Fifty-seventh annual meeting of the American association of physicists in medicine
MO-FG-BRA-09: Quantification of Nanoparticle Heating and Concentration for MR-Guided Laser Interstitial Thermal Therapy
Nanoparticle Mediated Laser Interstitial Thermal Therapy (npLITT) is a technique that utilizes tumor localized optically activated nanoparticles to increase the conformality of laser ablation procedures. Temperatures in these procedures are dependent on the particle concentration which generally cannot be measured noninvasively prior to therapy. In this work we attempt to quantify particle concentration in vivo by estimating the increase in R2* relaxation induced by bifunctional magnetic resonance (MR)-visible gold-based nanoparticles (SPIO@Au) and relate it to the temperature increase observed during real time MR temperature imaging (MRTI) of laser ablation.
SPIO@Au nanoparticles (90nm) were synthesized containing a silica-iron core (for MR visibility via R2*) and gold shell (for near-infrared absorption). High resolution R2* maps were acquired before and after injecting four different particle concentrations (saline,1e10, 5e10, and 10e10 particles/mL) into HN5 flank xenografts. Tumors were monitored using MRTI during treatment with an interstitial fiber. (1 watt, 808 nm, 3 minutes)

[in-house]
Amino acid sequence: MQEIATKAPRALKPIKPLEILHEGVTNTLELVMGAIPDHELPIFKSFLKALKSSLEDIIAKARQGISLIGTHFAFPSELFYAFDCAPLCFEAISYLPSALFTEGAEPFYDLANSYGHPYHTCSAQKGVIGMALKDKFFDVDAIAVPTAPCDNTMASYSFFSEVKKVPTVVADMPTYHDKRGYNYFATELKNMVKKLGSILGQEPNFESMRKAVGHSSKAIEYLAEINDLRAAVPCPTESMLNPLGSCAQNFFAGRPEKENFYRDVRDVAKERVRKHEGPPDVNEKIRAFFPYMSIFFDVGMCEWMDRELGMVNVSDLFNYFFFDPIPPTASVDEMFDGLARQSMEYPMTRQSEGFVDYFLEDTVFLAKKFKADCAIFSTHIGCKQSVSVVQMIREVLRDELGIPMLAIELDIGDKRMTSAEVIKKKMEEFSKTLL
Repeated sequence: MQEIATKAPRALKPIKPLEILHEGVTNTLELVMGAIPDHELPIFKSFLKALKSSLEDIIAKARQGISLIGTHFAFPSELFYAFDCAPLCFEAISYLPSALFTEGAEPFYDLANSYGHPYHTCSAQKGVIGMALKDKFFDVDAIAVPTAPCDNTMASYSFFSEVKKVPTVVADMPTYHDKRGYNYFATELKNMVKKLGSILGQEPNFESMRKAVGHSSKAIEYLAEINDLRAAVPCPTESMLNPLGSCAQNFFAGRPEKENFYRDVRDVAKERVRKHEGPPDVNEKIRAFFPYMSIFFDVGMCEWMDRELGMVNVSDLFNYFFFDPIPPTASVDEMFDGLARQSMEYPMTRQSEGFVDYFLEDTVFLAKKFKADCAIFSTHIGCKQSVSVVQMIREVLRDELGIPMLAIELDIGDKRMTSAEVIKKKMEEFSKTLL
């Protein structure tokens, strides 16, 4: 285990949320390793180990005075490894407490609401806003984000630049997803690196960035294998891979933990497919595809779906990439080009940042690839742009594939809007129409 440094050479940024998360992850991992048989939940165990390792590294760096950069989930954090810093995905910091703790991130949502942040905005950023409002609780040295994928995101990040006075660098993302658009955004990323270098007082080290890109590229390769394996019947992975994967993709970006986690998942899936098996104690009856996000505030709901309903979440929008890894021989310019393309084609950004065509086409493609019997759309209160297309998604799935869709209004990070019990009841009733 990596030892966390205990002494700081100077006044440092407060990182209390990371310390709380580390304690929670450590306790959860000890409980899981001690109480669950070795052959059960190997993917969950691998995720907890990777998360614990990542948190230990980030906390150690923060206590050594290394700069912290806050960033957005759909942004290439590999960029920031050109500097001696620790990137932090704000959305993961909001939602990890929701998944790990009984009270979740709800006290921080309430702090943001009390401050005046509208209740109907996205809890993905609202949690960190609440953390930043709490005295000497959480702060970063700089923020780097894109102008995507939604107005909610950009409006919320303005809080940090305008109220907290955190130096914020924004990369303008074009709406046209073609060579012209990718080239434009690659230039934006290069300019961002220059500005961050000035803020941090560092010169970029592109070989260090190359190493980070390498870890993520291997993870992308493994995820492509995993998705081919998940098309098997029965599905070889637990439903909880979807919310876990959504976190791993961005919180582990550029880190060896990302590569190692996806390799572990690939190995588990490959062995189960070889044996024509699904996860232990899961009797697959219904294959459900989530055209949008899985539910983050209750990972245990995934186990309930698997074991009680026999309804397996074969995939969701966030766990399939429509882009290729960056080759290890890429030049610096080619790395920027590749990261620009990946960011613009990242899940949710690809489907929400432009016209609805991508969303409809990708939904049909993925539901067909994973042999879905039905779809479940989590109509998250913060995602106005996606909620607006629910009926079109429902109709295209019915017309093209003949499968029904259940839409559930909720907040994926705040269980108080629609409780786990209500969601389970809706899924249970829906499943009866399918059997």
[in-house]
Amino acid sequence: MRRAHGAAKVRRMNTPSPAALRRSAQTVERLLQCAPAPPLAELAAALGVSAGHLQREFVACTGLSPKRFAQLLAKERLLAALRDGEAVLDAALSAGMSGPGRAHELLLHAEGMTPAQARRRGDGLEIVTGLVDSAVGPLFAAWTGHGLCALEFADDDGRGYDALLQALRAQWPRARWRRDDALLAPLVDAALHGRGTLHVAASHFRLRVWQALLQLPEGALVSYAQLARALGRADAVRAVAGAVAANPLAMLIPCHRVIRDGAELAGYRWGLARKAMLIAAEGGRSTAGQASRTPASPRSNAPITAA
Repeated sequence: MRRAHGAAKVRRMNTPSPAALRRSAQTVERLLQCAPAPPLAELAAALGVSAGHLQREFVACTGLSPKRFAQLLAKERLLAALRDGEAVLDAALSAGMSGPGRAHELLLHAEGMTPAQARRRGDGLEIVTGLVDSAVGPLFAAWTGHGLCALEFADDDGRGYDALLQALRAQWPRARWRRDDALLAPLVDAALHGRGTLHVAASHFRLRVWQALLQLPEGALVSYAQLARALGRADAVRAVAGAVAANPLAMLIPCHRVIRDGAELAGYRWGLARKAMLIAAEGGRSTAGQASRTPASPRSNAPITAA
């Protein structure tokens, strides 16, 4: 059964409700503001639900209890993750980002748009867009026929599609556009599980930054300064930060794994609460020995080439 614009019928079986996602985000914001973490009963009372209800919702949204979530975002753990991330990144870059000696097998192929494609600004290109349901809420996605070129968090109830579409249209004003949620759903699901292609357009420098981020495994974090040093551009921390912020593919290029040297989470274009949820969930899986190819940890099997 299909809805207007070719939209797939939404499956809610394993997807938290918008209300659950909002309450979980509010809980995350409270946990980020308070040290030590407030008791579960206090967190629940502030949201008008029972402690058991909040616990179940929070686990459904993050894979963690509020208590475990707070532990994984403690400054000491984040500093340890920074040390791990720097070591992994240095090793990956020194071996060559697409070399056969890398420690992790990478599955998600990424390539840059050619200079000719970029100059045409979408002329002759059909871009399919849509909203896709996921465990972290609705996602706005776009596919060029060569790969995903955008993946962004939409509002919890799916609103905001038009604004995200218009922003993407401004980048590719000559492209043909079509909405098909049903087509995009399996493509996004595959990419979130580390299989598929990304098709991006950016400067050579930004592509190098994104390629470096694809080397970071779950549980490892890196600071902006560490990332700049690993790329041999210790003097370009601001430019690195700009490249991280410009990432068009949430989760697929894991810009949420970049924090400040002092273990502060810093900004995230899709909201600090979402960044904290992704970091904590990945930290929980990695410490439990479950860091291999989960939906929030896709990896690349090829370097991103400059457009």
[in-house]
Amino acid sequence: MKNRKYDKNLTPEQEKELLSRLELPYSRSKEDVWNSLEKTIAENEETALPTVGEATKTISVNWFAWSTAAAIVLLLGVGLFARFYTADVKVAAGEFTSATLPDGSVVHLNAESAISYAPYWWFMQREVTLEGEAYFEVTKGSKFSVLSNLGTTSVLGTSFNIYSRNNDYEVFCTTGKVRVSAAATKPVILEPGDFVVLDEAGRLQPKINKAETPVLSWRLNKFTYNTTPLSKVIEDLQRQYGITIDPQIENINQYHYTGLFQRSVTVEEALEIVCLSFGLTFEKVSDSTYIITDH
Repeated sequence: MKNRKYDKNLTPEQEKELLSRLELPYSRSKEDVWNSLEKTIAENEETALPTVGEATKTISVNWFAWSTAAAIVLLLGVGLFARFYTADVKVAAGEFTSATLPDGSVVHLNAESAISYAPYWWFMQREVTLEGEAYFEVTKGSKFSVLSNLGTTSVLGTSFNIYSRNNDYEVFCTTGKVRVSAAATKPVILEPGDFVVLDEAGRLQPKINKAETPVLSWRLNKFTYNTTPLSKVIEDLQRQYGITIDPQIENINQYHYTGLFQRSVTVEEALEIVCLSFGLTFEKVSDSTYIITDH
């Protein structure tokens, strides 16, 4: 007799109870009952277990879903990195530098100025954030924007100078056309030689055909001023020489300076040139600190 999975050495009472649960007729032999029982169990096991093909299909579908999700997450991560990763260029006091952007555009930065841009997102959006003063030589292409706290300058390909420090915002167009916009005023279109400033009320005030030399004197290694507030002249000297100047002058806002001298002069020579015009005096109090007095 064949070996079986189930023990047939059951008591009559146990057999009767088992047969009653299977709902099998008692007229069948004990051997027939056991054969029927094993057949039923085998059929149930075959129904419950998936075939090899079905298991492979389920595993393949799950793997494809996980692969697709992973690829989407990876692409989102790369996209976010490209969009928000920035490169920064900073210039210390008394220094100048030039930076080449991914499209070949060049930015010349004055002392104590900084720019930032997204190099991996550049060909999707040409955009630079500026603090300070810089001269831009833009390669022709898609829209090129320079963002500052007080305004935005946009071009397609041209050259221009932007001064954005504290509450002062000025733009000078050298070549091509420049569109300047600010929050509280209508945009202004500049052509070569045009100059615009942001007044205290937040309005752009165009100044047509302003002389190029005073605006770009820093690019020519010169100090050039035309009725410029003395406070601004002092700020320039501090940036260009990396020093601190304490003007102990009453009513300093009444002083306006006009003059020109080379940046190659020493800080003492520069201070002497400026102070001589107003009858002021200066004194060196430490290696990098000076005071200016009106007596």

The maximum temperature within the tumors increased linearly with concentration of injected particles, reaching 34.0, 37.6, 45.8, and 55.4 ⁰C for saline, 1e10, 5e10 and 10e10 particles/mL injections, respectively (R2=.994). The highest temperatures occur at the injection site rather than the fiber, confirming that SPIO@Au nanoparticles are the primary absorber. The differences between the median R2* measured at the injection site and the rest of the tumor were −6, 134, 111, 156 s-1 for the saline,1e10,5e10 and 10e10 particles/mL injections, respectively. This R2* change is consistent with the measured relaxivity for the 1e10 particles/mL injection but does not maintain linearity at higher concentrations.
Bifunctional SPIO@Au nanoparticles are a promising technology for providing noninvasive estimates of particle concentration via MRI and temperature increase in npLITT procedures. Future experiments will focus on lower, physiologically relevant particle concentrations and spin echo R2 mapping to better quantify the particle concentration.
This research was supported by the National Institutes of Health and National Cancer Institute under Award Numbers TL1TR000369 and P30CA016672 and was conducted at the MD Anderson Center for Advanced Biomedical Imaging in-part with equipment support from General Electric Healthcare.